by Steve Renshaw
When this column goes to print, I should be at the Great British Beer Festival in London’s Olympia. CAMRA’s flagship festival, first held in 1977, will have a huge selection of cask ales, together with beers from around the world (plus ciders and perries).
Beer has been brewed across the globe for thousands of years. But cask beer has deep roots in this country. In the 19th century, as the lager revolution spread from central Europe to most other parts of the world, Britain remained loyal to beer made in a time-honoured fashion.
The process of brewing is the same, whether it takes place in a giant brewing factory or in a home brewer’s kitchen. The key ingredient is malted barley. When grains of barley begin to germinate, the starch they contain is transformed into soluble malt sugars. The skill of maltsters is to kick-start the germination and then roast the grains to produce the malted barley. This not only provides the sugars that are vital to producing the alcohol and carbon dioxide but also gives flavour, aroma and colour to the beer.
The brewer crushes the malted barley and soaks it in hot water to dissolve out the sugars. The resulting liquid, known as wort, is pumped off into the “copper” where it is boiled.
Hops are added during the boil to give extra flavour and aroma. The hopped wort is transferred through a cooling system into fermenting vessels, where yeast is added. This digests the sugar and produces alcohol and carbon dioxide. The beer stays in the fermenting vessel for a number of days, before it is transferred into conditioning tanks or casks.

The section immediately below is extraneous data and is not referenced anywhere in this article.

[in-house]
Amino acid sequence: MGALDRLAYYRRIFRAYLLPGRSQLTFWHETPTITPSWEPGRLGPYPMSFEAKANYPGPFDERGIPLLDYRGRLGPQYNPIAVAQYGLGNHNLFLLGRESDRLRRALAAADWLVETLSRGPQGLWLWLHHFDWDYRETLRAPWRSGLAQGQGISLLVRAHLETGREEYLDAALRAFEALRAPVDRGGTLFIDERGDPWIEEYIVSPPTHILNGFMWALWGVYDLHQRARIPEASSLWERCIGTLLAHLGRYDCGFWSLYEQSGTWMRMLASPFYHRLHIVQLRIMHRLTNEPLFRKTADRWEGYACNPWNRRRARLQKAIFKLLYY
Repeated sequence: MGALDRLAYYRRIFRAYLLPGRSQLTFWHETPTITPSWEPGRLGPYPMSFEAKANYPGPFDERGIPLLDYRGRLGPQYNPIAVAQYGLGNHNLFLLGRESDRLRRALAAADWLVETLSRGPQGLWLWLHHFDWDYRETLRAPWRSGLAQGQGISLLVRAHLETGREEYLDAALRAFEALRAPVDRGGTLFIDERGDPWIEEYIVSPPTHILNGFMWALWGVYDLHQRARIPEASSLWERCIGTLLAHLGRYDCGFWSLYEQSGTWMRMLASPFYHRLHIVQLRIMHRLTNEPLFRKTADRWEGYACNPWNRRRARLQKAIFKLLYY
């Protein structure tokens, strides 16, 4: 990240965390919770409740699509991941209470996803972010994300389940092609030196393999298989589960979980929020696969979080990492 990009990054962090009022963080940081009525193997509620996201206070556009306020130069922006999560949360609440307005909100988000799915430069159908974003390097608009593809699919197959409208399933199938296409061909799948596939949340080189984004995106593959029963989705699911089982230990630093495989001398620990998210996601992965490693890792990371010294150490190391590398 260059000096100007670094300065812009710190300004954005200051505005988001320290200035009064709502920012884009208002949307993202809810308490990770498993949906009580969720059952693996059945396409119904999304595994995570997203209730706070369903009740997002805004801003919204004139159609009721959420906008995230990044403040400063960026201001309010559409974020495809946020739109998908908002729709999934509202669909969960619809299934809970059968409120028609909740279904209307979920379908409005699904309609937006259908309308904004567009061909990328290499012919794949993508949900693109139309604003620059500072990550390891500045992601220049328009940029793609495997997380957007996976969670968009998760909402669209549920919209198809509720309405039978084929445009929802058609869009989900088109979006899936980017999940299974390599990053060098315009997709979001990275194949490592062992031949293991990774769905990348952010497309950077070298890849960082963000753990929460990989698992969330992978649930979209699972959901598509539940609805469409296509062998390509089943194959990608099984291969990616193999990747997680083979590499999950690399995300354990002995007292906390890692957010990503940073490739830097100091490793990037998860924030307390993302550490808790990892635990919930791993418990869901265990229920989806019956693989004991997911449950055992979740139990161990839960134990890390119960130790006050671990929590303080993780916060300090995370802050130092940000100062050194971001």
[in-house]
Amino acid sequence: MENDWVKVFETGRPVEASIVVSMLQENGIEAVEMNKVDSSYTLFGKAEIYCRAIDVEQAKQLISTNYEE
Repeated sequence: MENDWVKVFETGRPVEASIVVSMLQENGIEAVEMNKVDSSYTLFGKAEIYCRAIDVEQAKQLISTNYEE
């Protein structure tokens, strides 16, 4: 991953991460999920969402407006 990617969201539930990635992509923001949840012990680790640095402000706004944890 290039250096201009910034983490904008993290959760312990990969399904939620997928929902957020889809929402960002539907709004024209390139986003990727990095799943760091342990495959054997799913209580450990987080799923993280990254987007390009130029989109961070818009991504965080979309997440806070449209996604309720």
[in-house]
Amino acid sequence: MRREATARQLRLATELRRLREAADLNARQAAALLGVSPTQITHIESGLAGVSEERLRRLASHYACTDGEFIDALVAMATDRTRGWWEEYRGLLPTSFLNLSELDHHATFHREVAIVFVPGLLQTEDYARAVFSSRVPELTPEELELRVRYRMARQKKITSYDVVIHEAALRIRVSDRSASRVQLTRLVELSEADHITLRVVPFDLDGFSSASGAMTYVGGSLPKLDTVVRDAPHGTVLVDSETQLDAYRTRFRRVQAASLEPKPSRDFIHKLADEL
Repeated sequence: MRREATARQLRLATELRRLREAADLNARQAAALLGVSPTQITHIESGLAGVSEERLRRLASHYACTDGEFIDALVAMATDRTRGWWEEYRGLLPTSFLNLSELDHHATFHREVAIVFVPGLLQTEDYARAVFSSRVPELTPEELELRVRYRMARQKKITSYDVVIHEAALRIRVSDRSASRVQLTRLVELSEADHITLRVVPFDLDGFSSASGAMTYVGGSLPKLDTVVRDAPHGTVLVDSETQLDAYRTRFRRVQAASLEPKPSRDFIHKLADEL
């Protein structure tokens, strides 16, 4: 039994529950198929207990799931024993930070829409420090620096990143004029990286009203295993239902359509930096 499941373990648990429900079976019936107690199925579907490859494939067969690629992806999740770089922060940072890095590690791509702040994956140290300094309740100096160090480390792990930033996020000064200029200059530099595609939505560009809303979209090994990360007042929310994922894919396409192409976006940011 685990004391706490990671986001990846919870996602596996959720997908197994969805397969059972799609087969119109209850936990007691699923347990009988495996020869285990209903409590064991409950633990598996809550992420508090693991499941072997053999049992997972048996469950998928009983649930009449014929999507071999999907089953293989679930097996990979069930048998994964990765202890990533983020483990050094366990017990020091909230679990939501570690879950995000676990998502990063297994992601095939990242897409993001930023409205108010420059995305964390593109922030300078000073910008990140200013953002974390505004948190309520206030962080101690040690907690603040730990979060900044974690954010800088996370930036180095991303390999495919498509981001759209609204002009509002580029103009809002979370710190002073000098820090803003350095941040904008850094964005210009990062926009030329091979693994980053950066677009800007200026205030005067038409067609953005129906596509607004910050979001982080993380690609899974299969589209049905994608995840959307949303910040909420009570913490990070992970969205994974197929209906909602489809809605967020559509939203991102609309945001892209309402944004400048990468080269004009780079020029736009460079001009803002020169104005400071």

The vast majority of beer is filtered, and often pasteurised, in the brewery and then run into sealed kegs. It can then be transported to pubs and served by applied gas pressure. Casks of real ale, on the other hand, undergo a secondary fermentation in the pub cellar. This enhances the flavours and produces the natural carbonation which means that the beer can be served direct from the cask or be drawn to the bar using a handpump.
I recently cycled to Bracebridge Heath to visit the new premises of the Cathedral Heights microbrewery. Having been a home-brew enthusiast, Steve Marston set up as a commercial brewer a couple of years ago, just in time to brew a special ale for his wedding.
After a year’s break from brewing, Steve is now back on stream in a unit on the Churchill Business Park. Being a Jack-of-all-trades, he has built his 2-barrel (that’s a 72-gallon capacity) plant from scratch. Every last piece of welding and pipe work was completed by Steve, with some help from family and friends. Having visited a number of larger breweries, it was really interesting to see all the same elements but on a much smaller scale.
Steve’s first brew using the new kit was in June, but he already has six different beers in his portfolio. And they are appearing in local free houses, including the Ritz and the Forum in Lincoln. One frustration for Steve is that, because of beer-tie arrangements, none of the three pubs in Bracebridge Heath have yet stocked his ales. That’s a common problem I’ve highlighted previously.
And what about the beer? Steve kindly let me have a taste of his BBH Bitter (4.3% ABV). It’s a golden colour with a fruity aroma. There’s plenty of hoppy bitterness but it’s not overpowering. All in all, a refreshing treat that set me up for the ride home.
In the words of the new advertising campaign, “Let there be beer!”.